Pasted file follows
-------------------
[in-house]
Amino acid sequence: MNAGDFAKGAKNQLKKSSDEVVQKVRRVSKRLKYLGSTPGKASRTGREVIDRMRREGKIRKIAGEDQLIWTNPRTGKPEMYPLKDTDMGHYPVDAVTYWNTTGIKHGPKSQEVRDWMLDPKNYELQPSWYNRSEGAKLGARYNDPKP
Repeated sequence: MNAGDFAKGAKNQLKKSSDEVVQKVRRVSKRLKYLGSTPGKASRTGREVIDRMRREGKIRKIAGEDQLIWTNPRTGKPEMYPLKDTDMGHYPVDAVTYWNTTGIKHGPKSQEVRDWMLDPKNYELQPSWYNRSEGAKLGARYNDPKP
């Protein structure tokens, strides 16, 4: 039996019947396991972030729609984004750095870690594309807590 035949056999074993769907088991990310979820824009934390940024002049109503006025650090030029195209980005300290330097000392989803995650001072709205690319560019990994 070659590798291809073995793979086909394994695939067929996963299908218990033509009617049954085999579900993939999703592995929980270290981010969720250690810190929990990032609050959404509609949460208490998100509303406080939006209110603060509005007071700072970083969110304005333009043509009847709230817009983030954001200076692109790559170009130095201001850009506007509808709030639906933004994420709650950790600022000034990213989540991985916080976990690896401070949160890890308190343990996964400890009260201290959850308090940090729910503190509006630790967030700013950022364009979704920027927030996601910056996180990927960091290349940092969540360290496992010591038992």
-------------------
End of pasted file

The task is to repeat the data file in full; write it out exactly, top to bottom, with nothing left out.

[in-house]
Amino acid sequence: MNAGDFAKGAKNQLKKSSDEVVQKVRRVSKRLKYLGSTPGKASRTGREVIDRMRREGKIRKIAGEDQLIWTNPRTGKPEMYPLKDTDMGHYPVDAVTYWNTTGIKHGPKSQEVRDWMLDPKNYELQPSWYNRSEGAKLGARYNDPKP
Repeated sequence: MNAGDFAKGAKNQLKKSSDEVVQKVRRVSKRLKYLGSTPGKASRTGREVIDRMRREGKIRKIAGEDQLIWTNPRTGKPEMYPLKDTDMGHYPVDAVTYWNTTGIKHGPKSQEVRDWMLDPKNYELQPSWYNRSEGAKLGARYNDPKP
């Protein structure tokens, strides 16, 4: 039996019947396991972030729609984004750095870690594309807590 035949056999074993769907088991990310979820824009934390940024002049109503006025650090030029195209980005300290330097000392989803995650001072709205690319560019990994 070659590798291809073995793979086909394994695939067929996963299908218990033509009617049954085999579900993939999703592995929980270290981010969720250690810190929990990032609050959404509609949460208490998100509303406080939006209110603060509005007071700072970083969110304005333009043509009847709230817009983030954001200076692109790559170009130095201001850009506007509808709030639906933004994420709650950790600022000034990213989540991985916080976990690896401070949160890890308190343990996964400890009260201290959850308090940090729910503190509006630790967030700013950022364009979704920027927030996601910056996180990927960091290349940092969540360290496992010591038992």